Article Text

AB0936 Usefulness of Salivary Glands Ultrasonography in The Diagnosis of Sjögren Syndrome
  1. B. Paredes1,
  2. E. De Miguel1,
  3. G. Bonilla1,
  4. A. Pieren1,
  5. C. Plasencia1,
  6. I. Monjo1,
  7. A. Pieren1,
  8. E. Moral1,
  9. C. Tornero1,
  10. A. Rosell2,
  11. E. Ruiz-Bravo2,
  12. E. Martin-Mola1,
  13. A. Balsa1,
  14. E. De Miguel1
  1. 1Department of Rheumatology
  2. 2Department of Pathology, Hospital La Paz-IdiPAZ, Madrid, Spain


Background Sjögren syndrome (SS) is a chronic autoimmune disease characterized by lymphocytic infiltration of the lacrimal and salivary glands resulting in clinical symptoms of keratoconjunctivitis sicca and xerostomia. Recent studies have shown that salivary gland ultrasonography (SGUS) is a valid tool to evaluate the involvement of major salivary glands in SS.

Objectives To assess the utility and accuracy of the USGS for diagnosis of SS.

Methods Single-center experimental study in a cohort of patients with suspected SS in whom a salivary gland biopsy (SGB) would be performed as requested by their usual physician.

SGUS examination of the parotid and submandibular salivary glands was preformed prior to the realization of minor salivary gland biopsy. Changes in the echostructure of the glands were scored according to the scoring system of de Vita et al., which mostly focuses on the inhomogeneity of gland tissue with scores ranging from 0 to 3 (0: homogenous glands, 1: isolated hypoechoic areas, 2: scattered hypoechoic areas with variable size, not uniformly distributed, and/or to multiple punctate or linear non-shadowing densities and 3: large round or confluent hypoechoic areas, and/or to linear densities, and/or to multiple cysts or multiple calcifications). The SGB was considered as Gold standard. The definitive diagnosis of SS was made according to the AECG criteria.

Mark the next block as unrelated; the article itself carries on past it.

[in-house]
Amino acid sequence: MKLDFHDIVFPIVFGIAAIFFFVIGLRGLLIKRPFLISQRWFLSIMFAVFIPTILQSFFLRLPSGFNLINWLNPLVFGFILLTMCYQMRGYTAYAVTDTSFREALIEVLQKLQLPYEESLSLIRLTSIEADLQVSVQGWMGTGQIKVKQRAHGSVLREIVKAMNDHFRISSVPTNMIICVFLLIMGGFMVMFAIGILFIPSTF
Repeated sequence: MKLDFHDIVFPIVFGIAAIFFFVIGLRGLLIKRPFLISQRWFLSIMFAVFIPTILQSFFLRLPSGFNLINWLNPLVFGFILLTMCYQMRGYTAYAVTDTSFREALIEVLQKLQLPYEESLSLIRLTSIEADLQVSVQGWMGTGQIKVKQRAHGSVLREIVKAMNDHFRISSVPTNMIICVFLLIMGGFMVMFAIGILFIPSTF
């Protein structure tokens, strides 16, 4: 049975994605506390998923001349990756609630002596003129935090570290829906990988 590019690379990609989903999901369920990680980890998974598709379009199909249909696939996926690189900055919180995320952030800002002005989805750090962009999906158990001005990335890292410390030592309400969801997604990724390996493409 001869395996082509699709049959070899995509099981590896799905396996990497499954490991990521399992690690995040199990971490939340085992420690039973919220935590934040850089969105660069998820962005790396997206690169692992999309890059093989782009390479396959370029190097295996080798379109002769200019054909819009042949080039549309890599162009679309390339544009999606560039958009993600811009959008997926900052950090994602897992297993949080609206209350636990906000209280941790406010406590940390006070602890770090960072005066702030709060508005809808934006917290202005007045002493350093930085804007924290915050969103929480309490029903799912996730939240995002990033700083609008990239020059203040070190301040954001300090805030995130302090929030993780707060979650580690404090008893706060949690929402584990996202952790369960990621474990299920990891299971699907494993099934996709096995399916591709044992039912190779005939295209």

Results From a sample of 24 patients with suspected SS, SGUS was performed in 20 patients before the SGB. All the patients were women with a mean age of 58±14. Eleven patients (46%) fulfilled AECG criteria, 4 (17%) did not met criteria and in 9 of them (37%) was not possible to classify because of insufficient data (at least two unregistered criteria). Eleven patients (55%) had a normal SGUS while 9 (45%) had some degree of changes in the gland's echostructure.

In the group of patients who met AECG criteria, four (36%) had a negative biopsy, four (36%) positive biopsy and 3 (28%) had nonspecific biopsy. Of the 9 patients with an uncertain diagnosis for lack of data, 7 (78%) had a nonspecific biopsy. 5 patients (56%) with changes in the SGUS met AECG criteria. Of the 6 patients with positive biopsy for SS, 4 (67%) had ultrasound abnormalities. Of the 7 patients with pathological salivary scintigraphy, 5 (71%) had alterations in USGS. Taking biopsy as the gold standard, the sensitivity of the SGUS was 100%, specificity was 68.75%, PPV 44.4% and NPV of 100%; the sensitivity of scintigraphy was 80%, specificity was 44%, PPV 44% and NPV 44%. Considering the scintigraphy as the gold standard, sensitivity of ultrasound was 71.4%, specificity was 100%, PPV 100% and NPV 60%. As limitations of this study is important to remark that these are preliminary results from a small sample in early stages of the disease.

Conclusions Our findings suggest the potential of SGUS as a diagnostic tool for distinguishing SS. Although data is preliminary we found high sensitivity and NPV of SGUS compared to biopsy and high specificity of SGUS compared to scintigraphy.

Disclosure of Interest None declared

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